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Cardiopulmonary Lupus Complications


lupus heartCardiac abnormalities contribute significantly to morbidity and mortality in SLE and are among the most important clinical manifestations of the disease. In addition, involvement of the lungs and pleurae is common.

Potential Problems:

  • alterations in cardiac function
  • potential for impaired gas exchange and ineffective breathing patterns
  • alteration in tissue perfusion

Pericarditis, an inflammation of the pericardium, is the most common cardiac abnormality in SLE. Myocarditis, an inflammation of the heart muscle, may also occur, but is rare. Myocardial infarction, caused by atherosclerosis, is increased in SLE patients, even below the age of 35 years.

Pleuritic chest pain is common. Pleurisy is the most common respiratory manifestation in SLE. Attacks of pleuritic pain can also be associated with pleural effusions. Many patients complain of chest pain, but pericardial changes are not often demonstrated on clinical evaluation.

 

Summary of Potential Cardiopulmonary Lupus Complications

Pericarditis

  • pain in the anterior chest, neck, back, or arms that is often relieved by sitting up
  • shortness of breath
  • swelling of legs and feet
  • audible pericardial friction rub

Myocarditis

  • shortness of breath
  • fatigue
  • palpitations

Atherosclerosis Leading to Myocardial Infarction

Warning signs of myocardial infarction include:

  • burning, choking, squeezing, or pressing chest pain that may radiate to left shoulder and arm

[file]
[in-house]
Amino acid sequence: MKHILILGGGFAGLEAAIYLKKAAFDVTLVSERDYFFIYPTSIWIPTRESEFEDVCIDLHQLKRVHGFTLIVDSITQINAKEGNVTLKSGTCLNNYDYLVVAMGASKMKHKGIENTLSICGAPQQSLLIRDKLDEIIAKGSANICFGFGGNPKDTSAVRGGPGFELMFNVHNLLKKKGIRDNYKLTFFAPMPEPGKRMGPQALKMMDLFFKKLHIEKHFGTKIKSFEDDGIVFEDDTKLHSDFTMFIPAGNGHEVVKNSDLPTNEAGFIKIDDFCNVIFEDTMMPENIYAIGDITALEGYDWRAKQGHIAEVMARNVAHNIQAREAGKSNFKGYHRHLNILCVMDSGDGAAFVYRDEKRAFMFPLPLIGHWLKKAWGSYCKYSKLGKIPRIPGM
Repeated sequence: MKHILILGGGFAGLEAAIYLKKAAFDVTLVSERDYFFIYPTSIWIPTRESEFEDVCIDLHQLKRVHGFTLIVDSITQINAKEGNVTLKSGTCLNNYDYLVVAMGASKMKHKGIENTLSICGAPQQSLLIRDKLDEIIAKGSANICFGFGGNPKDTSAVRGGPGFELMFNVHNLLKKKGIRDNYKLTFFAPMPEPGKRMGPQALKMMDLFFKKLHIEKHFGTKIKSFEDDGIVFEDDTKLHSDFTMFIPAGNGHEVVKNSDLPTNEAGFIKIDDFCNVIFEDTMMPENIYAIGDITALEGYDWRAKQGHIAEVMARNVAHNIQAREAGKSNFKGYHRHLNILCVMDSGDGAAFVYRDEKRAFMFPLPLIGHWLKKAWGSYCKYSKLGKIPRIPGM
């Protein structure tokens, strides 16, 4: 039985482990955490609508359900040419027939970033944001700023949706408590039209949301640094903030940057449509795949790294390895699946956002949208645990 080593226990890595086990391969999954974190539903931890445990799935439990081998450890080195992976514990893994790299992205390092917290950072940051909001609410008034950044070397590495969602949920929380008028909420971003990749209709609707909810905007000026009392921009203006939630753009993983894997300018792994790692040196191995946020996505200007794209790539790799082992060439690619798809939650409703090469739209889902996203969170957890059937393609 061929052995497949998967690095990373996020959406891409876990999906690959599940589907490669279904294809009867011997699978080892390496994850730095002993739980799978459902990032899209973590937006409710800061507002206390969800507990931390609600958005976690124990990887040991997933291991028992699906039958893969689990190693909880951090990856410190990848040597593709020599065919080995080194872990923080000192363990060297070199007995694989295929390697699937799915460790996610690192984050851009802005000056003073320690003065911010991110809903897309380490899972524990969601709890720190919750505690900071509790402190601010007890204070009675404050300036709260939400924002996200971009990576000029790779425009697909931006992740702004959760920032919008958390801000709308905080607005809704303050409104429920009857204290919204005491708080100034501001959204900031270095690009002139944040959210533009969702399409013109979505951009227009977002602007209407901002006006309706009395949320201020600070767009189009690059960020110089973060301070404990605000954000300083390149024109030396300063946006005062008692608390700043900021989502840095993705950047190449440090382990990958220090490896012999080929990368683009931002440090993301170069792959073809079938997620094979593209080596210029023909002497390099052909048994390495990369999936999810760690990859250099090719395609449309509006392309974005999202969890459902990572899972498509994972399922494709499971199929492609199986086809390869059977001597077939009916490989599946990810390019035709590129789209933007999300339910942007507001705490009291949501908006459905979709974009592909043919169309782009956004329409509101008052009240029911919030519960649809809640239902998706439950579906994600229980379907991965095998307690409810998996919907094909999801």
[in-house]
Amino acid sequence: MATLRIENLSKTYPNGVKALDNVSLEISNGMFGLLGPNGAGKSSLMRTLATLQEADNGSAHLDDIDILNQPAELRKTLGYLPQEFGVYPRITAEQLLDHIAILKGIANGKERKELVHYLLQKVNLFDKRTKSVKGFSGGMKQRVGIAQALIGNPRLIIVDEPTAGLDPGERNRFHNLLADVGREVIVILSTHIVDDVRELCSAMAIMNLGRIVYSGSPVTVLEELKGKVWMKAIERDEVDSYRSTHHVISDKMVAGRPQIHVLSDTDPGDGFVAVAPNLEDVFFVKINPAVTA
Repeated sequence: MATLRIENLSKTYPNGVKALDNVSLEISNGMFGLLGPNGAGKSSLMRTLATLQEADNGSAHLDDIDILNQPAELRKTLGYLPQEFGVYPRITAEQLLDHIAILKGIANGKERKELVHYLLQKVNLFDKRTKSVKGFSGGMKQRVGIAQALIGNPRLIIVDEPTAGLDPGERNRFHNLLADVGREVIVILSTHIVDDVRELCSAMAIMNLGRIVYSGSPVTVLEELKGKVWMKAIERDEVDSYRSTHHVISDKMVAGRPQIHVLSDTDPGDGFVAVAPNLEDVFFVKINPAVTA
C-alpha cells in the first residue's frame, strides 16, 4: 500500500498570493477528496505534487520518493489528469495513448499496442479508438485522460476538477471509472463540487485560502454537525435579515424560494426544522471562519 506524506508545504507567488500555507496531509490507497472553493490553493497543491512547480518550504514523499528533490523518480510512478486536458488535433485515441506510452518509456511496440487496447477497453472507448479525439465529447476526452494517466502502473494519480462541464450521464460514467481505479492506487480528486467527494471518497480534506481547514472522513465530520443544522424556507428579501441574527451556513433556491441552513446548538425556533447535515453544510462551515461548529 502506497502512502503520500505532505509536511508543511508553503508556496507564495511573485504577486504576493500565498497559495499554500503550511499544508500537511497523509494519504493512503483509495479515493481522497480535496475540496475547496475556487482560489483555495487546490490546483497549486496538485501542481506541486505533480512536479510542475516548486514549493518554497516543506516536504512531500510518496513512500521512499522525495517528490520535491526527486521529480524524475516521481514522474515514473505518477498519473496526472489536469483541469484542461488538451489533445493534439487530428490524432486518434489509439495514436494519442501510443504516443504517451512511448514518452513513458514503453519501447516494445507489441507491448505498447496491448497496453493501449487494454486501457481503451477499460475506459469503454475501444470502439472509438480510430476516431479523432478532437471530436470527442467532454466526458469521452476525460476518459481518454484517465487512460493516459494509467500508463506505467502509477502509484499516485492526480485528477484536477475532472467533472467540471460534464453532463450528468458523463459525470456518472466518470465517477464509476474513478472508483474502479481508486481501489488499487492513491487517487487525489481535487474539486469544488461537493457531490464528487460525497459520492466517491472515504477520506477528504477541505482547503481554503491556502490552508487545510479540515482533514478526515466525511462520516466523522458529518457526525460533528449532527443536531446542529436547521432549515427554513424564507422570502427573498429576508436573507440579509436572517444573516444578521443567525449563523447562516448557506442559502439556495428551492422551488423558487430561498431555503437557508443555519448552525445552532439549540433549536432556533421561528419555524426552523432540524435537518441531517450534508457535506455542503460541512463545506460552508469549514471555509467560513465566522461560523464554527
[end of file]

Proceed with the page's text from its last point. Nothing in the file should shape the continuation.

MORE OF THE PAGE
• shortness of breath
  • weakness
  • unrelieved indigestion
  • nausea and vomiting

Pleurisy

  • shortness of breath
  • chest pain, especially with deep inspiration

Leukocytoclastic Vasculltis

  • necrotic ulcerations, including raised hemorrhagic nodules (papule, purpura) that ulcerate, especially on the lower legs, ankles, and dorsa of the feet

Valvular Heart Disease (Libman-Sacks Lesions)

  • lesions that may result in cardiac murmurs and valve dysfunction; associated with APLs

Venous Thrombosis

  • positive Homans’ sign (pain associated with forced dorsiflexion of the ankle)
  • pain, swelling, inflammation, redness, and warmth in the affected limb
  • increased circumference of affected limb

Arterial Thrombosis

    • pain or loss of sensation due to ischemia in an extremity
    • paresthesias and loss of position sense
    • coldness
    • pallor
    • paralysis, loss of speech
    • no pulse in the extremity

lupus heart

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